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‘Thunderbirds Are Go’ Writer and Actors Prepare For Launch in the U.S.

by  in TV News Comment
‘Thunderbirds Are Go’ Writer and Actors Prepare For Launch in the U.S.

Counting down to the U.S. premiere of “Thunderbirds Are Go,” head writer Rob Hoegee and voice actors David Graham, David Menkin and Andres Williams spoke with SPINOFF at WonderCon about their update of the beloved 1960s sci-fi series.

Airing in the United Kingdom from 1965 to 1966, the original “Thunderbirds” combined electronic marionette puppetry with scale models to chronicle the exploits of the Tracy family, whose International Rescue saved lives across the globe using advanced sea, land, air and space vehicles.

The reboot, which arrives later this month on Amazon Prime, blends computer animation and models to send the Tracy brothers, and their ally Lady Penelope, back into action once again.

While the original series is a beloved institution in the United Kingdom, where the revival’s first season has already aired, it’s more of a cult phenomenon in the United States.

“I remember seeing it late at night,” Hoegee recalled. “I think the PBS station where I grew up in Texas aired it at 10 p.m. on a Saturday night. It was ‘Doctor Who’ and then ‘Thunderbirds,’ then some other random Gerry Anderson show. I remember seeing it and thinking, ‘This is very strange.’ And it really stuck with me.”

 

“It was embedded in British culture,” said Menkin (“Thomas & Friends”), who voices brothers Virgil and Gordon Tracy. “So when my agent asked me to go in and audition for it, it’s the first time they’ve ever — and I’ve been up for big stuff — it’s the first time they sort of went, ‘Do not mess this up.'”

Of course, Menkin didn’t mess up the audition, and “Thunderbirds Are Go” has been well-received by audiences new and old. “Kids watching all over the world have loved this show,” Hoegee said. “The feedback from kids and families has been terrific.”

Serious devotees of the original series have also praised the reboot. “I think the really die-hard fans know that this is never meant to replace the original show,” Hoegee added. “That was never our intent. It really builds on the love that everyone has for that original series, because everyone that makes the show in New Zealand and in the U.K. — this was an absolutely essential part of their childhood. And you can see that.”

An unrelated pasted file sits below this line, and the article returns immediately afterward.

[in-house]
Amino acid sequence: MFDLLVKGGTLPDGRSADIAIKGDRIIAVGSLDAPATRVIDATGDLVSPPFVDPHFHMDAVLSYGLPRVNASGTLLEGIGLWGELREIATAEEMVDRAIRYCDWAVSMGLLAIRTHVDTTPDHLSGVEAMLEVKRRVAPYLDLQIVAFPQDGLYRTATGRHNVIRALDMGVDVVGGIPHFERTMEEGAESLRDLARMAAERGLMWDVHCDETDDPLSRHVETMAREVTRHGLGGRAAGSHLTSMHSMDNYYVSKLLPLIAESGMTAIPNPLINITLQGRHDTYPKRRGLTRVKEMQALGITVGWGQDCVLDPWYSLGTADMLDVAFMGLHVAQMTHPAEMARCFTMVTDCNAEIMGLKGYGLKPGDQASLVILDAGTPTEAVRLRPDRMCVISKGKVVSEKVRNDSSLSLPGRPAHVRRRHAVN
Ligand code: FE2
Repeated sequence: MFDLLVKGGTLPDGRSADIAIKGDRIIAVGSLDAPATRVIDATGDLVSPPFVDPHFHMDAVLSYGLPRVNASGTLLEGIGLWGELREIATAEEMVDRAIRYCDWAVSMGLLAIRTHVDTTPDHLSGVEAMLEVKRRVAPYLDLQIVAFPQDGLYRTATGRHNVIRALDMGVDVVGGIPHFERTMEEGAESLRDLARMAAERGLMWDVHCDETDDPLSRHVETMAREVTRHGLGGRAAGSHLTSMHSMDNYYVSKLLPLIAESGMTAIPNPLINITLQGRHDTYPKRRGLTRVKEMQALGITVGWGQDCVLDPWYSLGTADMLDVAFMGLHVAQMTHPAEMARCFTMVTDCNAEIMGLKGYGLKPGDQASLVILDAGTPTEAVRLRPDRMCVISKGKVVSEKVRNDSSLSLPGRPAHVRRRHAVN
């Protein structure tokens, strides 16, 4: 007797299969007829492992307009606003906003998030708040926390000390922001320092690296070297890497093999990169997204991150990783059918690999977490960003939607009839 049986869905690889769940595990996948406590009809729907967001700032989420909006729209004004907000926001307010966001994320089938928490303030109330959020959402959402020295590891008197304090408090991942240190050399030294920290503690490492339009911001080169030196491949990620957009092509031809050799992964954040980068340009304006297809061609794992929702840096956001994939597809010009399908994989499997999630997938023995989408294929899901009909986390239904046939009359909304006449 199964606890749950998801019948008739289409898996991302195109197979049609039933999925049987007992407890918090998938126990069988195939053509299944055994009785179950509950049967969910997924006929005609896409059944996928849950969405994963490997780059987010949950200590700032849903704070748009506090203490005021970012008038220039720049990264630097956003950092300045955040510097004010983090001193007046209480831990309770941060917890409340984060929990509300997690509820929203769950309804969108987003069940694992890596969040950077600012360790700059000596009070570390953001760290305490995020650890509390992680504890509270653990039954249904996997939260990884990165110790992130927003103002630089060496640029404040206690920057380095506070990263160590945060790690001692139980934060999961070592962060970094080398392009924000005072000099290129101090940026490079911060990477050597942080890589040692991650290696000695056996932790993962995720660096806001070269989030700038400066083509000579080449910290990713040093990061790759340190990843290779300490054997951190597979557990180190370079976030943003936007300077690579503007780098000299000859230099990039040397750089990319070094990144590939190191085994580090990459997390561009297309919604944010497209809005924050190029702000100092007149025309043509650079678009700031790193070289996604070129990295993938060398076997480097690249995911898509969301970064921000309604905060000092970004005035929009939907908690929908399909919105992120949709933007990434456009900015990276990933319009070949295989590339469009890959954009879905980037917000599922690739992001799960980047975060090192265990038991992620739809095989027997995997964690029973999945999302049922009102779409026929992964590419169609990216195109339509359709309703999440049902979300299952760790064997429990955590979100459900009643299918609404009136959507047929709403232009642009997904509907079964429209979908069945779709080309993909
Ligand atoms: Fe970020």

One important element in reaching the classic fans is the return of veteran voice actor Graham, who portrayed multiple characters on the original “Thunderbirds.” He reprises his role of Aloysius Parker, the resourceful chauffeur and personal assistant to Lady Penelope (voiced by Rosamund Pike), the Tracys’ main contact in the British government.

“[The producers] came up to Hampstead, where I live, to meet me,” Graham said. “I think they were checking out if I was still in one piece and could deliver the goods. The rest is history. It’s just been wonderful to re-create my original character.”

“My understanding was that he was the first person that was asked, before any other casting decisions or conversations were had,” Hoegee added. “We actually depend on David quite a lot in terms of the nuances of that character, because there’s certain very special affectations that David obviously knows better than anyone else. We’ll write his dialogue in a very straightforward way and then allow him to embellish it as he sees fit.”

For Menkin and Williams, who voices the main villain The Hood, it’s important to balance influences from the original series with their own perspectives on the characters.

“Personally for me, I think The Hood is very different to the original series,” Williams said. “You don’t tend to go back and look to see how things were in the past and to use it for these performances. You want to bring your own [approach], obviously within the brief that you’ve been given by the director. You bring some of yourself into it.”

“We were very much told in the beginning by the executive producer that we were almost being set up to fail anyway,” Menkin added. “So I at that point made a conscious decision not to base any of the work that I did with these characters on anything that had been done before. Because then I’d be doing a poor imitation.”

Adults who grew up with “Thunderbirds” and kids discovering the show for the first time are both important parts of the audience for the reboot. “We tell pretty sophisticated stories for your typical kid audience,” Hoegee said. “We deal with a lot of science. We deal with a lot of plot twists. But we also have really cool vehicles that have awesome launch sequences, and heroes with cool gadgets. So little kids are going to love that. Parents are going to love the walk down memory lane, or just being able to enjoy the show with their kids.”

”Thunderbirds Are Go” premieres April 22 on Amazon Prime, following a sneak preview on April 15.

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